Residents of Gosaba island told the sleuths they had seen five unidentified men with another elderly man in the area. So a trap was laid at Sonakhali, in the Basanti police station area.

The abductors, meanwhile, rung up Ghosh’s family thrice for ransom. “But they had not specified the amount. I think, as it was their first kidnap, they could not decide on the sum to be claimed,” Mukherjee added.

The police were then told by their local sources that Iman, a notorious criminal of Sunderbans area, had masterminded the kidnap. The detectives and district police conducted a joint raid and picked up Imam from his Bhagatgarh residence, in Basanti.

Imam initially denied his involvement but crumbled under sustained interrogation. He disclosed the hideout where the industrialist was being held.

The cops hired a country boat to Golabari island. Imam pointed to a mud hut, and the police stormed in. They saw the industrialist lying on a charpoy. Owner of the hut Rajak Sarder was grilled but the cops were convinced he had no role in the kidnap. Rather, he had been plying the victim with food and water. Police are now looking for the rest of the gang, one of whom has been identified as Abbas.


Calcutta, May 23: 
A 30-year-old newspaper vendor, Dhunilal Kamath, who was also a caretaker of Dey Brothers, one of the oldest jewellery shops in Gariahat, was murdered early on Wednesday. Police suspect Dhunilal was murdered by someone known to him.

Deputy commissioner of police, south, Ranjit Pachnanda, said Kamath had opened the gate of the shop to let the killer in. The killer opened the gate and locked it from outside after the murder.

People who went out for morning walks and vendors of Gariahat market were the first to notice the body inside the shop through a gap in the collapsible gate. They informed the police at 7.30 am.

“We keep hearing that Kamath was having an affair with the wife of a friend. Either the woman killed him or the friend. Or else, why should someone kill him and yet not steal the gold and silver ornaments?’’ Pachnanda asked.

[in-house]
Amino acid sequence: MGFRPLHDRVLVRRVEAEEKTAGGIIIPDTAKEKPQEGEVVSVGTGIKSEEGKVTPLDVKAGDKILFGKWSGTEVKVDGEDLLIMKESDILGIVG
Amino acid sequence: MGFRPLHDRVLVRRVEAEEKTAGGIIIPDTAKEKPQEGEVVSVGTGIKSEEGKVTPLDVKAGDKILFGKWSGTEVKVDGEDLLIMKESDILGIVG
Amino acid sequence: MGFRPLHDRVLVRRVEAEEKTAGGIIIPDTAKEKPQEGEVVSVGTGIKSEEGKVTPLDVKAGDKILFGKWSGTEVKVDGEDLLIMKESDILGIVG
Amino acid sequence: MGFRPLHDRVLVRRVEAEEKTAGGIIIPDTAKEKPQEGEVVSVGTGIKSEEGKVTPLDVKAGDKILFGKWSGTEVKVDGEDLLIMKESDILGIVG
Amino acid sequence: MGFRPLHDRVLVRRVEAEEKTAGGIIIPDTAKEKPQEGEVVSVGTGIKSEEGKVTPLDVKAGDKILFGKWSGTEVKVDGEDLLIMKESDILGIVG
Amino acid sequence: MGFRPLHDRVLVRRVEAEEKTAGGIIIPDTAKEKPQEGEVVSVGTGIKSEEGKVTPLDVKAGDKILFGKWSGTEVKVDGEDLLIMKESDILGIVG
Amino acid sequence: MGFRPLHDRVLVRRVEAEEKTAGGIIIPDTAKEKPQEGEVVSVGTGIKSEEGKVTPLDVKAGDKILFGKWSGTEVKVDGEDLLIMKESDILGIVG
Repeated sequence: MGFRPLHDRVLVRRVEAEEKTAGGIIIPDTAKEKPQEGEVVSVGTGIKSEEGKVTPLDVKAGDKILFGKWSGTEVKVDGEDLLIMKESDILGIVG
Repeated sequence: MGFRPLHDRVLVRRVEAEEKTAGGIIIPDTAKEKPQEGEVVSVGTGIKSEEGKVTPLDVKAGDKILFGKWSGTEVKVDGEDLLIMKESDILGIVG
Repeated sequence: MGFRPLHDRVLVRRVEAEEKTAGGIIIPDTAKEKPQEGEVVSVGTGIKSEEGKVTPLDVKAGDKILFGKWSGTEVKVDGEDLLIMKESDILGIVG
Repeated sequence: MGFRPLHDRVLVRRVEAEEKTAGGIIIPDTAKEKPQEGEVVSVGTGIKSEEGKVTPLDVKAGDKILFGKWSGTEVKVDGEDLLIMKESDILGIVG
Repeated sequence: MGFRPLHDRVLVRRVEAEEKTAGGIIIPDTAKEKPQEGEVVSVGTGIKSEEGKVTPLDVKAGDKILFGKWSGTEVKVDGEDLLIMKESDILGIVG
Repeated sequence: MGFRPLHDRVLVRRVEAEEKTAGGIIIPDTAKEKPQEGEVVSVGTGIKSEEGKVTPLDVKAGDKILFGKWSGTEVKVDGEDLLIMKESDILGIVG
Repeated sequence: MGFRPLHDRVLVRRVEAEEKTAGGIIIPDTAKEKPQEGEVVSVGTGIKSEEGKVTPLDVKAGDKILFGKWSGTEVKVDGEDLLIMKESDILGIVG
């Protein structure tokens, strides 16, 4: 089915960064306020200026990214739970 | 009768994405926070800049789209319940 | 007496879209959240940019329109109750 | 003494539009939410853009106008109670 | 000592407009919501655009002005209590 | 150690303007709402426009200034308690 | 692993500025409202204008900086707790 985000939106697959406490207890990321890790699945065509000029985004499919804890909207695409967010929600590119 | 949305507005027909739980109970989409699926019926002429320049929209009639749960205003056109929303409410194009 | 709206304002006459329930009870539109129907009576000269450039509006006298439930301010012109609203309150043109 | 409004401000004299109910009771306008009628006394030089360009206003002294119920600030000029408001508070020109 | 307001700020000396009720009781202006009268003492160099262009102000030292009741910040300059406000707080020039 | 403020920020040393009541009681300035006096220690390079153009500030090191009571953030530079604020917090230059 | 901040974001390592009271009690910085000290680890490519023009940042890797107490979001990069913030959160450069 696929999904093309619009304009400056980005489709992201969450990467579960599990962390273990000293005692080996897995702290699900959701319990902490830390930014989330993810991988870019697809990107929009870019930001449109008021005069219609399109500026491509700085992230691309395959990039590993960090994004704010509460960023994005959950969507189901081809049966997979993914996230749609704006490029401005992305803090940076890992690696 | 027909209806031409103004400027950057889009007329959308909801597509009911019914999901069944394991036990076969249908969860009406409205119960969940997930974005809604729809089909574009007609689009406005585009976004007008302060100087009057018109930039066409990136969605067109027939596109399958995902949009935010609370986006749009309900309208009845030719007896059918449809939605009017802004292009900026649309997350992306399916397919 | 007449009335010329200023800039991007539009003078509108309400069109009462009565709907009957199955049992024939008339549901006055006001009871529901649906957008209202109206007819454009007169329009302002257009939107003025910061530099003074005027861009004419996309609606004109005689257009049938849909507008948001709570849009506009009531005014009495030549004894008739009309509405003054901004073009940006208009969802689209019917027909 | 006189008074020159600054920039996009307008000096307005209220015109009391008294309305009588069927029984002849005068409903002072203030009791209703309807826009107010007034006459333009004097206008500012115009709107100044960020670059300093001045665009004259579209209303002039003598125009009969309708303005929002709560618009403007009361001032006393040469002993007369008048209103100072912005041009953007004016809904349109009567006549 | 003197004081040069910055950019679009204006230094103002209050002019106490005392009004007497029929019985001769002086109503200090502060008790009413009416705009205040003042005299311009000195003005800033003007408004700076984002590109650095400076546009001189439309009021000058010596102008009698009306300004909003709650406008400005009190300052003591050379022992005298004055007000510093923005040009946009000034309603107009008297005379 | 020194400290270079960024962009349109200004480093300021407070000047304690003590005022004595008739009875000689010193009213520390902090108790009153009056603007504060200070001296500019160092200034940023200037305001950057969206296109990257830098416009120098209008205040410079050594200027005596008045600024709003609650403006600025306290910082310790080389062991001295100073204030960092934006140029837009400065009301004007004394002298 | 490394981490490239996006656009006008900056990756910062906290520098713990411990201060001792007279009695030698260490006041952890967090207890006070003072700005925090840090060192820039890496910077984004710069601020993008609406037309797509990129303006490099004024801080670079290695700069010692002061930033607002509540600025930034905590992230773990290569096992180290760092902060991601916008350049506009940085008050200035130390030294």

According to Kamal and Saumitra Dey, partners of the jewellery shop, Kamath’s family has been in their service for generations. The Kamaths are from Lalbagh, in Bihar. “Nothing is stolen from the shop,’’ Dey told the police.

“His father’s newspaper stall on the Gariahat pavement was in front of the jewellery shop. He came here as a little boy with his father and stayed inside the shop. They used to stock magazines and newspapers in the shop at night and take them out in the morning,’’ according to D.P. Bhattacharya, officer-in-charge of Gariahat police station.

Kamath was allegedly in the habit of entertaining women and friends till late at night. Neighbours at Gariahat market said on condition of anonymity that they had noticed lamps burning inside the shop till late at night, even after the collapsible gate was drawn.

Rambabu Sharma, a close friend of Kamath’s, who was known as Dhuniya, said he would occasionally hold drinking parties with friends and country liquor was their favourite. “They used to take turns in hosting parties. It is not a fact that he always entertained friends inside the jewellery shop. I have seen him drinking behind Gariahat market late at night,’’ he said. Sharma met Kamath on Tuesday evening. “He badly wanted to see the Amitabh Bachchan-Akshay Kumar starrer, Ek Rishta, at Priya cinema. He asked me if I was interested in accompanying him,’’ Sharma added. “He went to his village in Bihar and returned to the city a month earlier,’’ he said.

Gariahat OC Bhattacharya said the body has been sent for post-mortem. “We are cross-checking all information. Two persons have been detained for interrogation,’’ Bhattacharya added. A police picket has been posted in front of the shop, which was closed for most of the day to ward off onlookers.


Calcutta, May 23: